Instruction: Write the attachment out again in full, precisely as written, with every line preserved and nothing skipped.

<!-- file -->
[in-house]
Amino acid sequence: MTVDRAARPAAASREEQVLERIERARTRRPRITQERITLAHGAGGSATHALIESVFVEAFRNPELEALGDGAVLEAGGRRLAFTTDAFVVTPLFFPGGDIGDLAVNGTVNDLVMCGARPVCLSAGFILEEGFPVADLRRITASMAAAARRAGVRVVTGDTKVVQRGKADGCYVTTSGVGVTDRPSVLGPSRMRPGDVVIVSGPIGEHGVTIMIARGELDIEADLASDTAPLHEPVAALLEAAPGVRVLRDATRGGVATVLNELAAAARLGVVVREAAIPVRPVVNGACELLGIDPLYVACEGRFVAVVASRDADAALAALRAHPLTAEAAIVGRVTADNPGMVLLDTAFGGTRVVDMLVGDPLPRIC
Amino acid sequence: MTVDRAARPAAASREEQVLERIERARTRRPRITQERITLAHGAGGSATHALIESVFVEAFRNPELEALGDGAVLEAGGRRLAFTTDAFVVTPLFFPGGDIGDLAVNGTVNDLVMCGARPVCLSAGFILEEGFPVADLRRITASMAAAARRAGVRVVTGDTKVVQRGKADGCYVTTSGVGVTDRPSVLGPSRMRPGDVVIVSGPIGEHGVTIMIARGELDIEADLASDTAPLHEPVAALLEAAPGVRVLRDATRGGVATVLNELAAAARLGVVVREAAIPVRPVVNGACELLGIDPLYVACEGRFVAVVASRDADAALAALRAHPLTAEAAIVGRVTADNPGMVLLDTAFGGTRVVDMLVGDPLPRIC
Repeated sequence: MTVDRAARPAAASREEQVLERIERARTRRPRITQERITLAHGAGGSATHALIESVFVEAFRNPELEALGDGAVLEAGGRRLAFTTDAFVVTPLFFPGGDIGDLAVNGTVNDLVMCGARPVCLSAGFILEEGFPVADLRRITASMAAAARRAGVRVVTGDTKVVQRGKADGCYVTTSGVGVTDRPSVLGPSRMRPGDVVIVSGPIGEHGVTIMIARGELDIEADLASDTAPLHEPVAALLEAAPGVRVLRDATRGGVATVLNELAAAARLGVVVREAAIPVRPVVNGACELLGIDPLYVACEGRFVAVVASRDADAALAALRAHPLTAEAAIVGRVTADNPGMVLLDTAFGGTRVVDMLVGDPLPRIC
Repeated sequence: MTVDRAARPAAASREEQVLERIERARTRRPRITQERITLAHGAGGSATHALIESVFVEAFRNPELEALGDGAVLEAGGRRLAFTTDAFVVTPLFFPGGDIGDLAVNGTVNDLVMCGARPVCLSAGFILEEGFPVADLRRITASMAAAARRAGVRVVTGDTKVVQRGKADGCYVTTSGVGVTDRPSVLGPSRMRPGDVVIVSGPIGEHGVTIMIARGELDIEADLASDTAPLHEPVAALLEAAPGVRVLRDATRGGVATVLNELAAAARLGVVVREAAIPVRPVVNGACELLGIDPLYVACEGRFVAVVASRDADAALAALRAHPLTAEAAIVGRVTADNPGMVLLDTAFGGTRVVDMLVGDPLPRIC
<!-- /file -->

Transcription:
[in-house]
Amino acid sequence: MTVDRAARPAAASREEQVLERIERARTRRPRITQERITLAHGAGGSATHALIESVFVEAFRNPELEALGDGAVLEAGGRRLAFTTDAFVVTPLFFPGGDIGDLAVNGTVNDLVMCGARPVCLSAGFILEEGFPVADLRRITASMAAAARRAGVRVVTGDTKVVQRGKADGCYVTTSGVGVTDRPSVLGPSRMRPGDVVIVSGPIGEHGVTIMIARGELDIEADLASDTAPLHEPVAALLEAAPGVRVLRDATRGGVATVLNELAAAARLGVVVREAAIPVRPVVNGACELLGIDPLYVACEGRFVAVVASRDADAALAALRAHPLTAEAAIVGRVTADNPGMVLLDTAFGGTRVVDMLVGDPLPRIC
Amino acid sequence: MTVDRAARPAAASREEQVLERIERARTRRPRITQERITLAHGAGGSATHALIESVFVEAFRNPELEALGDGAVLEAGGRRLAFTTDAFVVTPLFFPGGDIGDLAVNGTVNDLVMCGARPVCLSAGFILEEGFPVADLRRITASMAAAARRAGVRVVTGDTKVVQRGKADGCYVTTSGVGVTDRPSVLGPSRMRPGDVVIVSGPIGEHGVTIMIARGELDIEADLASDTAPLHEPVAALLEAAPGVRVLRDATRGGVATVLNELAAAARLGVVVREAAIPVRPVVNGACELLGIDPLYVACEGRFVAVVASRDADAALAALRAHPLTAEAAIVGRVTADNPGMVLLDTAFGGTRVVDMLVGDPLPRIC
Repeated sequence: MTVDRAARPAAASREEQVLERIERARTRRPRITQERITLAHGAGGSATHALIESVFVEAFRNPELEALGDGAVLEAGGRRLAFTTDAFVVTPLFFPGGDIGDLAVNGTVNDLVMCGARPVCLSAGFILEEGFPVADLRRITASMAAAARRAGVRVVTGDTKVVQRGKADGCYVTTSGVGVTDRPSVLGPSRMRPGDVVIVSGPIGEHGVTIMIARGELDIEADLASDTAPLHEPVAALLEAAPGVRVLRDATRGGVATVLNELAAAARLGVVVREAAIPVRPVVNGACELLGIDPLYVACEGRFVAVVASRDADAALAALRAHPLTAEAAIVGRVTADNPGMVLLDTAFGGTRVVDMLVGDPLPRIC
Repeated sequence: MTVDRAARPAAASREEQVLERIERARTRRPRITQERITLAHGAGGSATHALIESVFVEAFRNPELEALGDGAVLEAGGRRLAFTTDAFVVTPLFFPGGDIGDLAVNGTVNDLVMCGARPVCLSAGFILEEGFPVADLRRITASMAAAARRAGVRVVTGDTKVVQRGKADGCYVTTSGVGVTDRPSVLGPSRMRPGDVVIVSGPIGEHGVTIMIARGELDIEADLASDTAPLHEPVAALLEAAPGVRVLRDATRGGVATVLNELAAAARLGVVVREAAIPVRPVVNGACELLGIDPLYVACEGRFVAVVASRDADAALAALRAHPLTAEAAIVGRVTADNPGMVLLDTAFGGTRVVDMLVGDPLPRIC